20. 20. Hemispheres: Half Worlds Apart Land Hemisphere Water Hemisphere80% of the World’s Land Area 20% of the World’s Land Area90% of the World’s Population 10% of the World’s Population
  21. 21. What are the approximate latitude & longitude coordinates for these European cities?
  22. 22. 1.2.3 Projections Map Projection  Way of depicting the curved surface of the earth on a flat surface, such as a piece of paper Metric Relationships on the Globe  Area, Shape, Distance, Direction  A flat map cannot replicate all of these simultaneously  Most projections can preserve only one of these  Inevitably, there will be distortion on a flat map Common Map Projection Families:  Azimuthal Plane, Polar Regions  Cylindrical Cylinder, Areas around the Equator  Conic Cone, Middle Latitudes
  23. 23. Common Map Projections
  24. 24. 1.2.4 Symbolization Maps and Symbolization  Cartographic Abstraction  No map is a complete record of an area  Symbols used to represent a selection of certain important details  All maps must “lie” to some degree to inform their readers Reference Maps  Concerned with locations of various features of the earth’s surface and their relationships with each other Thematic Maps  Show the distribution of a particular phenomenon
  25. 25. Reference Map
  26. 26. Thematic Map Choropleth Map Each country is filled in with a distinguishing color representing its Per Capita GNI PPP.
  27. 27. Thematic Map Isarithmic MapInstead of using political boundaries, shading is applied to areas having similar amounts of the variable being mapped, in this case population density.
  28. 28. Thematic Map Graduated Symbol Map Symbols can be scaled proportionally to the quantity of the data being mapped. In the cartogram above (a specific type of graduated symbol map), the countries have been resized based on relative population.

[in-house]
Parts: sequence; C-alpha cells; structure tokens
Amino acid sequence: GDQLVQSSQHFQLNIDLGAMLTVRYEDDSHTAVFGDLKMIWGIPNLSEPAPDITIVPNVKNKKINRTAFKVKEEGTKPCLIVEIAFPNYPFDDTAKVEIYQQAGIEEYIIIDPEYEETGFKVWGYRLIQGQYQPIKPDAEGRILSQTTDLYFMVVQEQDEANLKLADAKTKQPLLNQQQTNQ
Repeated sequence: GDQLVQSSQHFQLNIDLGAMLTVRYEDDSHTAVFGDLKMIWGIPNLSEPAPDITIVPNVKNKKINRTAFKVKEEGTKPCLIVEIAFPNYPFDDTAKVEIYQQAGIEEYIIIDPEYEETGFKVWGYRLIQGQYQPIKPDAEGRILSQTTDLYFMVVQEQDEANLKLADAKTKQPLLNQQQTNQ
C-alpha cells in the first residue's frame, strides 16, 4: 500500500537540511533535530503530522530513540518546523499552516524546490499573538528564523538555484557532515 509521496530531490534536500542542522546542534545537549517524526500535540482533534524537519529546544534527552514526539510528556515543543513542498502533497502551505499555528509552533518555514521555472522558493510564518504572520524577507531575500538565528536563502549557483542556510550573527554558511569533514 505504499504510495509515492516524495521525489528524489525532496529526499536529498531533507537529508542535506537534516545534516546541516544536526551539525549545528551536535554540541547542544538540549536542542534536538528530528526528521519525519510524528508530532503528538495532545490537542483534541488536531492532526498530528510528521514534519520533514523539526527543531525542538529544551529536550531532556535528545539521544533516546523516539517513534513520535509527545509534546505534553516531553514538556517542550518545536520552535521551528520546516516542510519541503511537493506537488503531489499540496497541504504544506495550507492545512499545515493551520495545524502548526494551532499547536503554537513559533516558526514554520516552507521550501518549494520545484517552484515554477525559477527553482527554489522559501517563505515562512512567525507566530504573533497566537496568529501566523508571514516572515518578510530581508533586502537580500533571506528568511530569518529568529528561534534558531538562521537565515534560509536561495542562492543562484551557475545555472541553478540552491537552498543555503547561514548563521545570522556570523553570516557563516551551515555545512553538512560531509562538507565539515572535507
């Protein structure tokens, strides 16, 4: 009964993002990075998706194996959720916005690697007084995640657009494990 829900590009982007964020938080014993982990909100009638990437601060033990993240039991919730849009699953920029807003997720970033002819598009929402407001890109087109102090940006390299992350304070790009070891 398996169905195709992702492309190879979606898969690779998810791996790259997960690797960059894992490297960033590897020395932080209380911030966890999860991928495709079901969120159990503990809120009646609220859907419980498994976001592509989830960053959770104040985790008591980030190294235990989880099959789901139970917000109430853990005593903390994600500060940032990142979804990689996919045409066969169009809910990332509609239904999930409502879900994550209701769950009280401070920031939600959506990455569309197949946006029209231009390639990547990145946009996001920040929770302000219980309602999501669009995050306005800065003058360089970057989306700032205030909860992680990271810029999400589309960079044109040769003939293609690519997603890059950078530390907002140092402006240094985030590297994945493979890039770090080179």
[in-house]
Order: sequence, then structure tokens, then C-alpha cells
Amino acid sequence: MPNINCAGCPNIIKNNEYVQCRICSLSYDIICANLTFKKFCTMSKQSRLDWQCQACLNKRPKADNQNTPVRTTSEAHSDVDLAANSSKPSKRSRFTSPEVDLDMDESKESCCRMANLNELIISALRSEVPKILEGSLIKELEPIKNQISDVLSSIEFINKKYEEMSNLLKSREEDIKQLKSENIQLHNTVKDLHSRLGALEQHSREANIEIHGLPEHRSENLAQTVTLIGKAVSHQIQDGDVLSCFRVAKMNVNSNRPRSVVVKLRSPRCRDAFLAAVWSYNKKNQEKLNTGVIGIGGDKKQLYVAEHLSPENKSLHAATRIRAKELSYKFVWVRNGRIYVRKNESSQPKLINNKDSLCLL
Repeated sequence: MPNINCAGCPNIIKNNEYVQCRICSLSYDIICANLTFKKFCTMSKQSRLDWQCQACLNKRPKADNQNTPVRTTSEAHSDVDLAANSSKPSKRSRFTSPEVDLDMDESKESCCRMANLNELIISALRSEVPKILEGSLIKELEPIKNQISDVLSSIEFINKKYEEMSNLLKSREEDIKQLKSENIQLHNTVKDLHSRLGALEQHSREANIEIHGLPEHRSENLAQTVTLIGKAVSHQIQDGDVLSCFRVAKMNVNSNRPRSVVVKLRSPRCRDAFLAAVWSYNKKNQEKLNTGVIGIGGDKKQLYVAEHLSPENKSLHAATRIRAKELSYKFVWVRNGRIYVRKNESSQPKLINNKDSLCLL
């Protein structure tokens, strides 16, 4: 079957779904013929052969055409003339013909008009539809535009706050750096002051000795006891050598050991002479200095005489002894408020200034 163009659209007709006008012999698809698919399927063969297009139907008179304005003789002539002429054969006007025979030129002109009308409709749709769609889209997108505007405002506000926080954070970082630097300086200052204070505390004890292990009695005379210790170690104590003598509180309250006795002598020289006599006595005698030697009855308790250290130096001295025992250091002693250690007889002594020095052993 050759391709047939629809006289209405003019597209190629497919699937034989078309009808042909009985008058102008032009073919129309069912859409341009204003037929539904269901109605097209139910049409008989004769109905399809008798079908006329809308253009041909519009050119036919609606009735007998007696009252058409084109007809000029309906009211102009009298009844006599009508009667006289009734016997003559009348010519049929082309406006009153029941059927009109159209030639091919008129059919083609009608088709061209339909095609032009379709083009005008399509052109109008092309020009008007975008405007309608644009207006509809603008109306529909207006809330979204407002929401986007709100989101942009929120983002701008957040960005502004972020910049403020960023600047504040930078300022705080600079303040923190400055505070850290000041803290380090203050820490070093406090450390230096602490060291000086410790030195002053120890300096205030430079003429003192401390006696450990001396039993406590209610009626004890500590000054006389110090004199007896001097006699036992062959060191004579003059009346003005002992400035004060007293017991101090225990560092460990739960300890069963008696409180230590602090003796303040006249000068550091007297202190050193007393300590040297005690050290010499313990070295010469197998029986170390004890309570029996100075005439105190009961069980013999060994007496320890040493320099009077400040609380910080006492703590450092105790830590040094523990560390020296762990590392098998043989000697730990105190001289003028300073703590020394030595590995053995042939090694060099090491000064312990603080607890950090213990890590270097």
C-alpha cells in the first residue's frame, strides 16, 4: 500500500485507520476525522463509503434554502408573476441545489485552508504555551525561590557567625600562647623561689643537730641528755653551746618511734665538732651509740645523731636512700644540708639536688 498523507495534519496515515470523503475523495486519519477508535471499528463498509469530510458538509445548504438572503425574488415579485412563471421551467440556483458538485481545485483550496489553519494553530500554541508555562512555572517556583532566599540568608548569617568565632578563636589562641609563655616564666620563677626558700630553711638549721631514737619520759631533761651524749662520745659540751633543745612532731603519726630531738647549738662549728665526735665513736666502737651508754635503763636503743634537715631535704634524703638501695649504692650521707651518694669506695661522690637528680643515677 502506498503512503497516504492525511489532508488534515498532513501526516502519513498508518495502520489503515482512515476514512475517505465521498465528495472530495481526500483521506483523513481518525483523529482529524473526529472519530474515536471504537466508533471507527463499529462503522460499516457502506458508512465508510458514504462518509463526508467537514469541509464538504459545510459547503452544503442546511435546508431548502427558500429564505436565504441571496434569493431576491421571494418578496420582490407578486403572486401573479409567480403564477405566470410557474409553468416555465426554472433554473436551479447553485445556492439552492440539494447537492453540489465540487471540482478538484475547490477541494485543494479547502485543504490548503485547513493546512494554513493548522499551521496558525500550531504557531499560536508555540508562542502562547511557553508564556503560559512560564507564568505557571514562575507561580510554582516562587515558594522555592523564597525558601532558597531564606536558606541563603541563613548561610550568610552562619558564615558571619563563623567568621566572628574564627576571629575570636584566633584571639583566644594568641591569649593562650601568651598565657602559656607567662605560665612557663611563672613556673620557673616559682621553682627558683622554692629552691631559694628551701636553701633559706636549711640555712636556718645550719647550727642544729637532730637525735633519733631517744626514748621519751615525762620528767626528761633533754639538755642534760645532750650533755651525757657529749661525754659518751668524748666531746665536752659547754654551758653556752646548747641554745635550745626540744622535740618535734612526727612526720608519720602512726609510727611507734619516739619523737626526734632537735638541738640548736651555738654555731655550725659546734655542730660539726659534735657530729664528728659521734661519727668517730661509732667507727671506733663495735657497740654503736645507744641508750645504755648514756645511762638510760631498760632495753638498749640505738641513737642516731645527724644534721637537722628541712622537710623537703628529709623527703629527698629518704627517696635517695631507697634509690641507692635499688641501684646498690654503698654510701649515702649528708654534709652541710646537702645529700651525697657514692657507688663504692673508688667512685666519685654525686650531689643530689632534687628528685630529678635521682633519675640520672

29. 29. 1.3 Geographic Technologies and Careers Recent technological advances in geography have been dubbed “The Geospatial Revolution” Geographic Information Systems (GIS)  Computer-based tool that allows people to create, view, manipulate, analyze, and store geospatial data  Spatial data stored in “Layers”  Soils, Hydrology, Road Networks, Demographics, etc. Global Positioning Systems (GPS) Remote Sensing (Earth Observation)  Science of acquiring information about the Earth’s surface without being in direct contact with it  Data Sources  Aerial Photography  Radar  LIDAR
  30. 30. Geographic Information Systems at Work
  31. 31. 1.3.1 Careers in Geography US Department of Labor identified geospatial technology as one of the most important emerging and evolving fields in the technology industry Anticipated 20% job growth through 2018 in jobs for geographers, geoscientists, cartographers, urban and regional planners, and other geographic professionals “We are living in the era of the geographer.”
  32. 32. Transportation Planner USGS Water Specialist GIS Analyst Natural Science TeacherNature Conservancy Geospatial Preserve Manager Engineer Cartographer Geography Professor
  33. 33. Google Earthhttp://www.earth.google.com/